Today, I had two questions during statements. I welcomed the progress the Prime Minister is making towards a referendum on our relationship with the EU and asked him to remind us who denied the public a say on the Lisbon Treaty – Labour. I then asked the Chancellor to look again at my Financial Institutions (Reform) Bill, which would transfer commercial risk into the banks, ending the incentives which create a culture of recklessness and rule-breaking. Questions are useful, but […]

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Two simple steps to transform the culture of banking and to forestall the next outrage

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It’s time to privatise commercial risk in banking and insist on prudent accounts. Government should: Eliminate moral hazard from the financial system by implementing this measure to make bank directors strictly liable without limit and to treat as capital both directors’ personal bonds and, for five years, the bonus pool. Introduce prudent bank accounting so banks can’t game the rules using derivatives to manufacture illusory profits from unrealised cash flows. The banking system isn’t capitalist It’s not capitalism when private individuals […]

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The Barclays LIBOR scandal – the world seems to have shifted towards my last bill: those at the top must be held responsible.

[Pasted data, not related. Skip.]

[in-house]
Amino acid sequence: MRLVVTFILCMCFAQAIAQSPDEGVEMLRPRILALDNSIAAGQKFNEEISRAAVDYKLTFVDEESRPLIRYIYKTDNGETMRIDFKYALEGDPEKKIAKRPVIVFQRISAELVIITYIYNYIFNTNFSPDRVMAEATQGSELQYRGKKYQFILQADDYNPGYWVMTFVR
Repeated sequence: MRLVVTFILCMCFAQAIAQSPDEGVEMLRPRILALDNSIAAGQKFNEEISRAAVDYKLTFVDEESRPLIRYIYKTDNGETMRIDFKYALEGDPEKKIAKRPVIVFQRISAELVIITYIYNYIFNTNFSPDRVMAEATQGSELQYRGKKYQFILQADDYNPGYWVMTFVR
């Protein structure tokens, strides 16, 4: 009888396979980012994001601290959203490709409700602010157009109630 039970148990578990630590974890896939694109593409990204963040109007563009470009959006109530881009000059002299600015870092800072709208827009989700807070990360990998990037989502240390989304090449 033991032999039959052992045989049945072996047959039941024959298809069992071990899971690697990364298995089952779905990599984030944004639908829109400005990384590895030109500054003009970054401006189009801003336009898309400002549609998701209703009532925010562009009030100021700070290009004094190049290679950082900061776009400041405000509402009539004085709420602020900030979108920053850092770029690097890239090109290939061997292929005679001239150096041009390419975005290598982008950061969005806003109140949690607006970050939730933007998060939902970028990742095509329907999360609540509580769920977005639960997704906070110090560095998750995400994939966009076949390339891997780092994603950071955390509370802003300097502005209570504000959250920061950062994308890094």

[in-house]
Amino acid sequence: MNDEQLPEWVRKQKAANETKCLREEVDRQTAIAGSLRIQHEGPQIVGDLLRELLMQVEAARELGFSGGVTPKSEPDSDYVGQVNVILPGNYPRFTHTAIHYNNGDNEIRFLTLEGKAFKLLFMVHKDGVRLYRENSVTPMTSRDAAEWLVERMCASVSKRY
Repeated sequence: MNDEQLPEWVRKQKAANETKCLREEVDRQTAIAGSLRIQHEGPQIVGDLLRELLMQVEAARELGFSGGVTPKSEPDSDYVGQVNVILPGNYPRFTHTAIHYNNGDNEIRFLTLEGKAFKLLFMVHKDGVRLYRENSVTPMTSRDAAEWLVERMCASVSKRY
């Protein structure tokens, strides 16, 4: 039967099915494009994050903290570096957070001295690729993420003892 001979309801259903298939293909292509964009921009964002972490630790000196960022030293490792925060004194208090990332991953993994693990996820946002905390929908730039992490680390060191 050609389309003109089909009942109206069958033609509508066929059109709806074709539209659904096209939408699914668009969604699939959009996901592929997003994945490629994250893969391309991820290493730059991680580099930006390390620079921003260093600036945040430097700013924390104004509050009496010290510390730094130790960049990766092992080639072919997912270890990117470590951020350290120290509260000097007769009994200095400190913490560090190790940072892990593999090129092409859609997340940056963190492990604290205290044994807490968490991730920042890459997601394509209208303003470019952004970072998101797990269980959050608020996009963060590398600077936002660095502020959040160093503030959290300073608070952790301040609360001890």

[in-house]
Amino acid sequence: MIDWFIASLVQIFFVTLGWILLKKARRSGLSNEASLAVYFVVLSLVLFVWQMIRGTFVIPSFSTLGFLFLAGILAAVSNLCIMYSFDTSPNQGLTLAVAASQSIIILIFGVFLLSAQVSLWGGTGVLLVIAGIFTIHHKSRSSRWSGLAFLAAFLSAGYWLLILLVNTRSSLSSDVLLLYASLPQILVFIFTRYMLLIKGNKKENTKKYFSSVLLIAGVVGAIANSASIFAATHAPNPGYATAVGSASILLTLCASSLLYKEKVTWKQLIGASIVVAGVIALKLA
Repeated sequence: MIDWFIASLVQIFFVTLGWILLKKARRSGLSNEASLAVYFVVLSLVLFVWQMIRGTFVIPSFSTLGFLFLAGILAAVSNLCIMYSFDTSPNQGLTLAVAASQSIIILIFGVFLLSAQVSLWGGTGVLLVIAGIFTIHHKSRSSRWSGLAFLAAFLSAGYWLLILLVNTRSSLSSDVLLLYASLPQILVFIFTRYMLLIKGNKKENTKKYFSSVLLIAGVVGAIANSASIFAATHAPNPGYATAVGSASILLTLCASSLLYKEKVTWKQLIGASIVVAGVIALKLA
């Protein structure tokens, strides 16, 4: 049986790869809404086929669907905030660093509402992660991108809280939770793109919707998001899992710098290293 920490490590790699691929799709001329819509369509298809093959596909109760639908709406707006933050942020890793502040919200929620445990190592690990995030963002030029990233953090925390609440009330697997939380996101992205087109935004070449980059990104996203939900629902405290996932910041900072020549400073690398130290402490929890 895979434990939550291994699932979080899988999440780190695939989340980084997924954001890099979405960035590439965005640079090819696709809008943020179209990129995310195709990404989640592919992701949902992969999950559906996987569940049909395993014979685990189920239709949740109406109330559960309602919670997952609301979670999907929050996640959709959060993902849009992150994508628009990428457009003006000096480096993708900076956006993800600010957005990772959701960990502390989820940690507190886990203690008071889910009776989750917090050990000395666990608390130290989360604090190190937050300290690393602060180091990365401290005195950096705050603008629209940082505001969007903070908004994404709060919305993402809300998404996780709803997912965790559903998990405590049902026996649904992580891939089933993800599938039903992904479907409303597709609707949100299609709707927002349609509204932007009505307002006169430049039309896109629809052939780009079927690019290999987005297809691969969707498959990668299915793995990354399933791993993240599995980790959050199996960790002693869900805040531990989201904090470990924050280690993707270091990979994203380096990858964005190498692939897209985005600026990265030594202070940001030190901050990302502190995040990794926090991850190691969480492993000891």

The Prime Minister has said he wants responsibility in banking, right to the top. The National Association of Pension Funds wants bonus clawbacks from the people who made the related trades.  There’s endless talk of the irresponsible culture in banking. All that is addressed by my last bill. Nick Robinson just mentioned politicians trying to catch up with people’s anger. I guess he has not spotted my proposed measures to make directors and staff of financial institutions liable for the consequences […]

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The moral case for lower, simpler taxes and a request for a debate

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This week, the 2020 Tax Commission published its final report (PDF). Yesterday, Eamonn Butler wrote Don’t ignore the powerful moral arguments against high taxation. I recommend the whole article, but this section is particularly compelling: Tax reduces people’s ability to act morally. They might prefer to spend their money on helping their children become good citizens, caring for their elderly relatives, or supporting good causes. Instead they see it taken and going on bank bailouts or expensive prestige projects. Though we wish […]

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The fuel pantomime: why put up with our vulnerability to the words of ministers?

Charles Moore is suggesting that this fuel pantomime may be a deliberate strategy: But now that I have heard the Conservatives’ private explanation, which is being handed down to constituency associations by MPs, I begin to feel angry. The private message is as follows. “This is our Thatcher moment. In order to defeat the coming miners’ strike, she stockpiled coal. When the strike came, she weathered it, and the Labour Party, tarred by the strike, was humiliated. In order to […]